Luckily, I was able to follow this lead to the local funeral home. Within their records, I discovered that she was buried in Round Hill Cemetery, along with many of my other ancestors.
Cemetery research step #2: Locate the cemetery
Once you have located the name of the cemetery, several resources can guide you to its location.
Three helpful websites are listed below. Which you choose may depend on personal preference or familiarity but also on which site seems to have more records for the locales of most interest to you.
1. One of my favorite online resources is Find A Grave.
This website allows you to search for cemeteries all over the world.
At the home page, click on the Cemeteries tab (#1, below).
Then enter the name or location of the cemetery (#2). In the screenshot below, you can see part of the Google Maps interface that shows you the exact location of the cemetery, should you want to visit in person:
Find A Grave also has pictures of many of the headstones located within cemeteries.
2. Billion Graves allows users to collect photos of headstones by using an iPhone/Android camera app.
The app, available on Google Play and the App Store (for iPhone and iPad), tags the photos with the GPS location and, essentially, maps the cemetery as headstones are added.
Search for cemetery locations using the Billion Graves app or on the website by selecting the “Cemetery Search” option and then entering the name of the cemetery or a known address (to see it on Google Maps):
3. Interment.net can also be helpful.
From the home page, scroll down just a little until you see “Browse Cemetery Records by Region.” This can be especially helpful if you’re looking for all records within a specific county or other region. However, it’s not quite as useful if you’re trying to locate all cemeteries within a certain radius of a location, regardless of local boundaries.
In addition to these resources, it is essential to contact the local library, genealogical society, and/or historical society where your ancestors are buried. These organizations are well-known for maintaining detailed listings of local cemeteries within their collections.
For instance, within Smyth County (where I live) there is a four-volume set of books that contains the work of two local historians, Mack and Kenny Sturgill. They spent several years mapping local cemeteries and collecting the names on all of the headstones.
Although these books were completed in the 1990s, the information is still valuable to genealogists. Detailed driving directions were given to help future researchers locate cemeteries that would otherwise be difficult to locate. Many of them are on private property and even in the middle of cow pastures or wooded areas.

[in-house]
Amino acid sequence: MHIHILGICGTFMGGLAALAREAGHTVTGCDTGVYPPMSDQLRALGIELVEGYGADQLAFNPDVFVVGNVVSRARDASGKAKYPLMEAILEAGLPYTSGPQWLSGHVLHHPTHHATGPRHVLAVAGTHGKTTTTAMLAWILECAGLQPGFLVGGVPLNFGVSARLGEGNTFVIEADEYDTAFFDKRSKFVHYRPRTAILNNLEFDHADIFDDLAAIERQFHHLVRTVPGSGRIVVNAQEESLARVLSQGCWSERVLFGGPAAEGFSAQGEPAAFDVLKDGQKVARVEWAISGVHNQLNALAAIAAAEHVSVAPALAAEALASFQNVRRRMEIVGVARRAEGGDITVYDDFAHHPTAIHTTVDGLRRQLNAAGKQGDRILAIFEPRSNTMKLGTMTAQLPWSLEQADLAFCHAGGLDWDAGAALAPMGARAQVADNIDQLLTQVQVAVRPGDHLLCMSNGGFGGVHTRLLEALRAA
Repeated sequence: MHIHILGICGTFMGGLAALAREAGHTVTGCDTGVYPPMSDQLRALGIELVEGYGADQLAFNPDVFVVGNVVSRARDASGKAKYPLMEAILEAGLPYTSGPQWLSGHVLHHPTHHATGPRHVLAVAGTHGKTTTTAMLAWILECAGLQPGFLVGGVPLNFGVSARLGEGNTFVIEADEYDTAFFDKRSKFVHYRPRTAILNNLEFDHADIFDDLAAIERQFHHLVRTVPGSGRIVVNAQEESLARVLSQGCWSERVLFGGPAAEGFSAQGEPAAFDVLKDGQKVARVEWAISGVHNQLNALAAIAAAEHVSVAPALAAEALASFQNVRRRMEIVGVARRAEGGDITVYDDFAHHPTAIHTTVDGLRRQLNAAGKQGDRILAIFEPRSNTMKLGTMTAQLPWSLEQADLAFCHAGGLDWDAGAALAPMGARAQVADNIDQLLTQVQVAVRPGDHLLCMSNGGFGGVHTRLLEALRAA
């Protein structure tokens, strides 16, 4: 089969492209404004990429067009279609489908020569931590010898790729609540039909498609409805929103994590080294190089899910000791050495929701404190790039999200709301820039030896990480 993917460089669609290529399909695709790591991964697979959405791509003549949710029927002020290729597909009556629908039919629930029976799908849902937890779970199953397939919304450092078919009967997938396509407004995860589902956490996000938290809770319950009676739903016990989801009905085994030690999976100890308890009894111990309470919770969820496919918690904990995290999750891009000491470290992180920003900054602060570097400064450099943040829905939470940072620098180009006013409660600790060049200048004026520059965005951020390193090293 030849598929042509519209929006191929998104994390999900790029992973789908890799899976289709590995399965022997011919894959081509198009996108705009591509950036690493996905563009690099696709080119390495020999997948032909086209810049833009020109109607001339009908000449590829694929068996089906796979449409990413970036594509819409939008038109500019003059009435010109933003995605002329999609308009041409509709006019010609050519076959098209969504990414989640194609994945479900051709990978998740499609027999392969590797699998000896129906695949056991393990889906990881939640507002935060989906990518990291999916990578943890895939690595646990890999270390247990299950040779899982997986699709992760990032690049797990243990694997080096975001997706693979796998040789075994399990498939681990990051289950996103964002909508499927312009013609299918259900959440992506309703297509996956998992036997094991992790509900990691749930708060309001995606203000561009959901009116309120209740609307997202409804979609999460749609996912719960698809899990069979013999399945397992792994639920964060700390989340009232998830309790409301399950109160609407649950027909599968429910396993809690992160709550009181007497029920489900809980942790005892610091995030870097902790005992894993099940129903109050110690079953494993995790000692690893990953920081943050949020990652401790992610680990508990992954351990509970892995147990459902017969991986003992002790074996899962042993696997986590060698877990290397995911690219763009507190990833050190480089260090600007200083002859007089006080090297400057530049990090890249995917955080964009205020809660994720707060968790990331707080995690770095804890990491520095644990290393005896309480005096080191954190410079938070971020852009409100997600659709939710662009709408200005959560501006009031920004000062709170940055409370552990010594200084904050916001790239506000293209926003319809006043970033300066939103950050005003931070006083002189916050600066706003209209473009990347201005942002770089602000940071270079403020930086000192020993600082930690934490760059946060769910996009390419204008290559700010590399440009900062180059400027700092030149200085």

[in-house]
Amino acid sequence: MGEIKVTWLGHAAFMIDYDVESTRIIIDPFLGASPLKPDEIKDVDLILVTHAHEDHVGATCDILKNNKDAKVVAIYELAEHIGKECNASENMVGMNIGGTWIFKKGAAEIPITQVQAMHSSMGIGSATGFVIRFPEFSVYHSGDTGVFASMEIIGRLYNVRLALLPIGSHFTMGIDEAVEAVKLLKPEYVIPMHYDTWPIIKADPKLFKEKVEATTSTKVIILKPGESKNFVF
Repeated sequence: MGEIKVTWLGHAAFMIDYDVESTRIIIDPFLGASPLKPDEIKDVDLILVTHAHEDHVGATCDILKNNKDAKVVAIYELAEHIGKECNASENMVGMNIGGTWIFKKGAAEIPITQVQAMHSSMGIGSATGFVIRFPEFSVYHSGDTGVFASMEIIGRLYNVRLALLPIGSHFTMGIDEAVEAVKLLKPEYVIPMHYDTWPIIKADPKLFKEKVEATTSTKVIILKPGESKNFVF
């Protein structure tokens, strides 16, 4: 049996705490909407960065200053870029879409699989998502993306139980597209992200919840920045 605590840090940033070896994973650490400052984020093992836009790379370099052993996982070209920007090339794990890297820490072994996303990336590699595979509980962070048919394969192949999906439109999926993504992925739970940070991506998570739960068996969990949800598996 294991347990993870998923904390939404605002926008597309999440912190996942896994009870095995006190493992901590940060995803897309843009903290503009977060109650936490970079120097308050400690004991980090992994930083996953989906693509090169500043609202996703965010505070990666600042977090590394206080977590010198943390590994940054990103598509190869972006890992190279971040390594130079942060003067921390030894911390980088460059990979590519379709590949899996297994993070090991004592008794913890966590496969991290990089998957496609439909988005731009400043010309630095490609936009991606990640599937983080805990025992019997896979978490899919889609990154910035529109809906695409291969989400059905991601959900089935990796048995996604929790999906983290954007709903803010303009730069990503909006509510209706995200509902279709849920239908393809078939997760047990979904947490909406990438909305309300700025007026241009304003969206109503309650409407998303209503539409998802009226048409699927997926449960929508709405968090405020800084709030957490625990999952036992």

Furthermore, some of the headstones that were legible in the 1990s have now become difficult to decipher due to weathering or have altogether disappeared. It is likely that the counties in which you are conducting cemetery research offer similar resources.
Cemetery research step #3: Prepare for a visit
Once you have found the cemetery you want to visit, you will want to take the following items along with you to make the most of your visit:
- a camera
- pair of gloves
- grass clippers
- notebook and pen
- long pants
- sturdy shoes
You may also want to use a damp cloth to bring out the carvings on headstones. A side note: if you are like me and have an aversion to snakes, you will either choose to go on cemetery expeditions during the winter, or you will invest in a pair of snake chaps.
Get more help! The Family Tree Cemetery Field Guide (above) contains detailed step-by-steps for using FindAGrave and BillionsGraves, plus guides for understanding tombstone epitaphs and symbol meanings.
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Cemetery research step #4: Visit and search for clues
This headstone shows something unusual: the couple’s ham radio call signs (the codes engraved just below their names).
The headstones found in cemeteries can reveal much about your family. You will find more than birth and death dates. If you look closely, you will discover symbols related to military service and religious beliefs, maiden names of the women in your family, and you may even find family members that you never knew about. Many times, you will find children buried in the family plot. Look around to see who is buried near your ancestors. It is likely that you will find connections to other family members when you are visiting the cemetery. These connections may lead you to break down long-standing brick walls within your family history.